A future in which it is difficult to tell man and machine apart could soon become reality, scientists say, after recent robotic breakthroughs in Japan.
But as the once-fantastical idea of wise-cracking android sidekicks takes form in laboratories -- and the gap between humans and robots narrows -- society faces ethical and legal complications as yet undreamed of, they warn.
"Already computers have surpassed human ability," leading Japanese roboticist Hiroshi Ishiguro told AFP. "Robots will be very clever soon."
Science fiction's rapid slide towards science fact owes much to the likes of Ishiguro, who has an android copy of himself that he sends on overseas business trips in his place. "It saves me time," he smiled. "The upper torso and lower torso you can pack in two big suitcases. The head is very fragile -- it goes as carry-on baggage."
Robots already perform a wide variety of tasks in Japan: they cook noodles, help patients undergo physiotherapy and have been used in the clean-up after the 2011 nuclear meltdown at Fukushima. South Korea deploys jellyfish-terminating robots, while a robot with artificial intelligence able to analyze market trends has become a company director in Hong Kong.
One day, predict future-gazers, robots will perform all kinds of household chores, monitor the sick, and even serve up cappuccinos. But will they look like us?
Ishiguro created his doppelgänger from powerful electronics, complex moving parts, silicone rubber and hair from his own scalp.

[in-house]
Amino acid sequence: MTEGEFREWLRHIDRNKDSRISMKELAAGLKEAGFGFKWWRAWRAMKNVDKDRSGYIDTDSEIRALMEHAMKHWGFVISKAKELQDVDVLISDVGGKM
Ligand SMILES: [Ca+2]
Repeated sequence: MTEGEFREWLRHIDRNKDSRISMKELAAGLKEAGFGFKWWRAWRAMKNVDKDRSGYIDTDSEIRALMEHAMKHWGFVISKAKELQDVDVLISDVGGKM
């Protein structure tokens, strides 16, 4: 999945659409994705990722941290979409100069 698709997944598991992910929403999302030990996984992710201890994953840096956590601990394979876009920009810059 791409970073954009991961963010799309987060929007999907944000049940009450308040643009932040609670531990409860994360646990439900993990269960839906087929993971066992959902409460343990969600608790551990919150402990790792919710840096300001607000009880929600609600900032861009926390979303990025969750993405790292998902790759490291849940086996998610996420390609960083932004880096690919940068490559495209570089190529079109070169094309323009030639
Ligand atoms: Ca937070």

"If we have enough knowledge about humans, we can create more human-like robots," he said after unveiling last month what he claimed was the world's first news-reading android in Tokyo. "That knowledge usually comes from neuroscience or cognitive science.
"More important is robots and androids as a mirror to reflect humanity. Once we become friends, the boundary between human and robot disappears," added Ishiguro, a professor at Osaka University.
The blurring of that line has long been a source of worry for humanity, as often depicted in popular culture. The 1982 Hollywood cult film Blade Runner, which is set in 2019, features genetically engineered robots called replicants that are visually indistinguishable from humans, but physically superior and able to withstand pain.
The film's protagonist, played by Harrison Ford, is given the task of tracking down and killing replicants that have escaped and are living among us. His problem is knowing the difference.